Discuss and debate the issues that mean the most to you.
Hey, it’s time for another post loosely based on the treasure trove of shit press releases I’ve been sent this week.
This time round, I’m gazing, glassy-eyed in non-amazement at the news that men are better at managing money than women. Or, to be more specific, that men ‘take the lead on all aspects of finance and dominate decision making by 3:1.’
In case you were interested, today’s sweeping statement comes from a survey by Callcredit Information Group (me neither).
The survey found that twice as many men pay into a pension, and that men are five times more likely to make investments and three times more likely to put money in a savings account than women.
The press release does concede that this could, in part, be down to the gender pay gap. However, it doesn’t specify the age range or wage brackets of the people asked, or which industries they work in, so we’ll never know.
Making crass, gender-based generalisations is disingenuous at best. However, this press release popped into my inbox just as I was having a good hard think about my finances, and general attitude to money, so I decided it was time to commit something to paper.
You may have noticed that I didn’t participate in or comment on the US site's Show Us Your Debt feature. That’s because although I don’t mind telling you about the time Ricky Gervais told me to piss off for taking a picture of him coming out of a portaloo, I really, really, really can’t bring myself to write down how much debt I have.
In fact, I couldn’t even bring myself to write ‘how much debt I’m in,’ just then – for some reason it sounds worse.
I'm not writing the total figure down, but it’s two credit cards, a loan that I took out years ago that seems to stretch into infinity, and the terrifyingly big overdraft I managed to procure in my first term at university and almost always live in (this was back in the glory days when banks were falling over themselves to give students credit they couldn’t pay back – hey I’m not blaming the bank, it was definitely my own fault).
The stupid thing is, on paper, I’ve got a good thing going on. I earn a good wage (which means I’ve, ironically, paid off my student loan), and thanks to some heavy intervention from my mother (the form-filling kind, as well as financial), I own my flat, and rent out the spare room.
Basically, all my debt is the ‘bad’ kind, and I’ve got no excuse whatsoever for my predicament.
Actually it’s not even really a predicament. I’ve worked out that if I grow the fuck up, get organised, and stop essentially just jizzing money everywhere, I should be able to pay the lot off in 12-18 months. Really, in the grand scheme of things, I’m incredibly lucky to be in this position. I just need to sort it out before it gets worse, and be done with it.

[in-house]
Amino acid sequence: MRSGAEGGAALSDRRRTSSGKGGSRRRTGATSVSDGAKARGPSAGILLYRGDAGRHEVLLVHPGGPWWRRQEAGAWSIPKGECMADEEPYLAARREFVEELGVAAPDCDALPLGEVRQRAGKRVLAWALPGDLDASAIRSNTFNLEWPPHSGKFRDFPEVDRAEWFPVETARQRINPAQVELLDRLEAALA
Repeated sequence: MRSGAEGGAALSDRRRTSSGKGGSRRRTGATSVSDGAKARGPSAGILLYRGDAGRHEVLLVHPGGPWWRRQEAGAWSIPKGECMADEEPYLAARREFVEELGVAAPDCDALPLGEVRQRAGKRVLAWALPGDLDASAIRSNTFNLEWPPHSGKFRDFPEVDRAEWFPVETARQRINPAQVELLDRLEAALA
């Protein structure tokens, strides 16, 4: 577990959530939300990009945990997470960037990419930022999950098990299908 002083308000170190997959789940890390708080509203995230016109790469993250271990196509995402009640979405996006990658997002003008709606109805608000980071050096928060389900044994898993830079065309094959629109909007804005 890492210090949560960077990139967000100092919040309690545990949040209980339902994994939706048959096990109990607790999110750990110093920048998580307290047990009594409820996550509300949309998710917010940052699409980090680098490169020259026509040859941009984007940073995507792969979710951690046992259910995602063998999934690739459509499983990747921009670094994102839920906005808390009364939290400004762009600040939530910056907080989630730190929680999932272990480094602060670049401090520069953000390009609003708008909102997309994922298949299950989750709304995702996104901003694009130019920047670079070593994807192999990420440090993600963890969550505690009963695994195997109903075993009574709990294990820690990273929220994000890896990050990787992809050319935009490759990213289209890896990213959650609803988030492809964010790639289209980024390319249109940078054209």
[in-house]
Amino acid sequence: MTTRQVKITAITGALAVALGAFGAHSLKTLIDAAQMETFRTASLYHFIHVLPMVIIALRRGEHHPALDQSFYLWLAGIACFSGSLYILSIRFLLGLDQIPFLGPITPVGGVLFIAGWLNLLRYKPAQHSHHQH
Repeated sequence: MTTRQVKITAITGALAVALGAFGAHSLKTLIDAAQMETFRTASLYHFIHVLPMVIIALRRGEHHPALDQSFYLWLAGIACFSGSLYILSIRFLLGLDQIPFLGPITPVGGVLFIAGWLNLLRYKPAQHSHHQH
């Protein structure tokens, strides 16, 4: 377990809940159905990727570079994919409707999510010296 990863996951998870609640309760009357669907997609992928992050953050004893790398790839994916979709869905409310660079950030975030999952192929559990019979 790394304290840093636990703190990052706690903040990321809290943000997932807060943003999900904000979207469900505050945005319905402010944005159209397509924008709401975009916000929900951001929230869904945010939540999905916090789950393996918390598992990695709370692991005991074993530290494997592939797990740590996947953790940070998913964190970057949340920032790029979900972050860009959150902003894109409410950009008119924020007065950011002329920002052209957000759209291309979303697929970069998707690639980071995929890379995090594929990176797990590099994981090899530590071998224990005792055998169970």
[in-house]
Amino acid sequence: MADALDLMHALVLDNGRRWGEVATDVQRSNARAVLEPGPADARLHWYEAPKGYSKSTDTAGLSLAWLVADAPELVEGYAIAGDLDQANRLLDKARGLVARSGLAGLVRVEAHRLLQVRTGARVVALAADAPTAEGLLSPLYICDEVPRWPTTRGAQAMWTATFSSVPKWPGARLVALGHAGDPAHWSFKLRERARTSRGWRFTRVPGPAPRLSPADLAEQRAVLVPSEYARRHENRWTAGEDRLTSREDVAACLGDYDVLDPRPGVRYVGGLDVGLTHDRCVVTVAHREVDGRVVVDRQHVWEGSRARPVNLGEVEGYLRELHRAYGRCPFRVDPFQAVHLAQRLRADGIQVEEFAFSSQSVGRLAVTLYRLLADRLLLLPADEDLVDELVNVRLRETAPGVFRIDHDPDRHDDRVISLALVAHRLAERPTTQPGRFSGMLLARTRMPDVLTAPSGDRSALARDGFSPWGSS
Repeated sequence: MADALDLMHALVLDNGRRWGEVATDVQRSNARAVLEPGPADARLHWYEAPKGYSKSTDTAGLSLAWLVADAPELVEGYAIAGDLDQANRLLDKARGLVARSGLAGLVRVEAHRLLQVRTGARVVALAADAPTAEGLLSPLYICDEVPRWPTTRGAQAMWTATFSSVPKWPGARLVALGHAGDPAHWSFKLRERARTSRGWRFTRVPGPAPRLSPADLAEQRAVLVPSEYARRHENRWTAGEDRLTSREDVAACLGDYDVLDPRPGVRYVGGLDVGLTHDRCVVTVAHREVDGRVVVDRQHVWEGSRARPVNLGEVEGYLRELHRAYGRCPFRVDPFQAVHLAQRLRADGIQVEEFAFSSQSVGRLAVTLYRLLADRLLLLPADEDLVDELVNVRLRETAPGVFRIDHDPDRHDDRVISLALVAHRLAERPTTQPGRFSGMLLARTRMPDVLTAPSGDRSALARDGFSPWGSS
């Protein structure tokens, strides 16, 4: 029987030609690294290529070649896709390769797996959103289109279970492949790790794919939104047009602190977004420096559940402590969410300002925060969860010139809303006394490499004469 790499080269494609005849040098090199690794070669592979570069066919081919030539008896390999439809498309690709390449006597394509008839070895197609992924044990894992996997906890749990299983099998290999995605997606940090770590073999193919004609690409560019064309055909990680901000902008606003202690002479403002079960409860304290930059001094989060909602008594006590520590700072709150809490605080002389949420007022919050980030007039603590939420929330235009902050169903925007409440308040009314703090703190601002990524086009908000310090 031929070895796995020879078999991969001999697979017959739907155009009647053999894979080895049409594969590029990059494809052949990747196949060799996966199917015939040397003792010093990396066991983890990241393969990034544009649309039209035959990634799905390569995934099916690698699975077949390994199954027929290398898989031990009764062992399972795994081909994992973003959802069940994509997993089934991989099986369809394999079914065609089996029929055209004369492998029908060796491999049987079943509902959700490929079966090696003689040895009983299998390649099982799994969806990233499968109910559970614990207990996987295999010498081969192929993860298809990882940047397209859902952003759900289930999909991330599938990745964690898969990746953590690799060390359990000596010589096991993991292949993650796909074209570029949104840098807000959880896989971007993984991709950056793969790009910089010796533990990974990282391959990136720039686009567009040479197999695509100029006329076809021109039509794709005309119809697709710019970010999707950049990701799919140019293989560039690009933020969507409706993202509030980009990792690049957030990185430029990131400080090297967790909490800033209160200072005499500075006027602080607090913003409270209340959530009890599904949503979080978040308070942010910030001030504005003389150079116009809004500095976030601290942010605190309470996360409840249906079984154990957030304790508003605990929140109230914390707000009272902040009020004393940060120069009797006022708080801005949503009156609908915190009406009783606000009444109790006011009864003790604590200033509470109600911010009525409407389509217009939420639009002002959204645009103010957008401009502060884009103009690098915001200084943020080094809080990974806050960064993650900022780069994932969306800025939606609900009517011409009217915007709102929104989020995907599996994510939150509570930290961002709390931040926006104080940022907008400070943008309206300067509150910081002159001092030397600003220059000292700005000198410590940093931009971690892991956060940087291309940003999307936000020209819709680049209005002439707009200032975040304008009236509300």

But the question still remains, why didn’t I do it before? Why am I getting the night bus home aged nearly 30, instead of doing it when I was 24 and whacking taxis my credit card? How on earth did I think I was going to pay it back?
Well, that brings me back to this press release. I suspect, on a subconscious level that I’m profoundly uncomfortable with, I was waiting for a man to come and do it for me. I’m as embarrassed writing that down now as I was at admitting to the debt in the first place.
Who knows where I got this idea from. My mother has always been the main breadwinner in our family, and probably takes more control of the family finances than my dad. Not because he can’t or won’t, but just because she’s organised and efficient and good at it.
As I said, I think this was a fairly unconscious thought. I’ve always prided myself on being independent – both emotionally and financially. I like telling a new boyfriend that I own my place, and seeing that he looks impressed (or intimidated – whatever, I’ll take either).
Of course, I don’t admit that organising my mortgage was absolutely none of my own doing, because then I sound less like a shit-hot independent woman and more like a pampered princess.
But every month, when I opened another unfeasibly large credit card bill, I’d just push it to the back of my mind. Because I always had the vague idea that money worries would just sort of… disappear into the ether when I met the right man.
In my Meet The Right Man fantasies, my pretend Mr Right certainly isn’t setting me up with ISAs and getting me on pension schemes, while I sit there, slack jawed in admiration and awe at his amazingly clever brain, wot understands spreadsheets and everything.
I’m not that stupid. Ok, I’m a bit stupid.
But everything’s fine, because we miraculously have enough money for everything we want or need. Because that’s what happens when you’re in a couple. Debt is a single woman’s affliction.
I know, I KNOW, it’s ridiculous. And I’ve only recently cottoned on to where my subconscious has been going with this one. I also know full well that I can’t call myself a feminist who wants to be treated equally, have equal pay and everything else that goes with it if I’m willing to hand control of my finances to the first man who comes along for no good reason.
The good news is, I think I’ve shocked my brain into rewiring itself. In the past month or so, I’ve become determined to sort my life out. Admittedly, this might have something to do with the fact that no-one’s shown the slightest interest in a) marrying me or b) setting me up with a pension scheme recently. But progress is progress.
Four weeks into into my new, frugal, organised regime, and I’m doing pretty well. I’ve even done my budget for December – in advance! Plus! Night buses!
Lets just hope I can stick at it. After all, everyone knows (from Eastenders) that no good can come from marrying a man for his money:
Rebecca will be Tweeting the pros and cons of marrying a (non-destitute) Ian Beale character @rebecca_hol.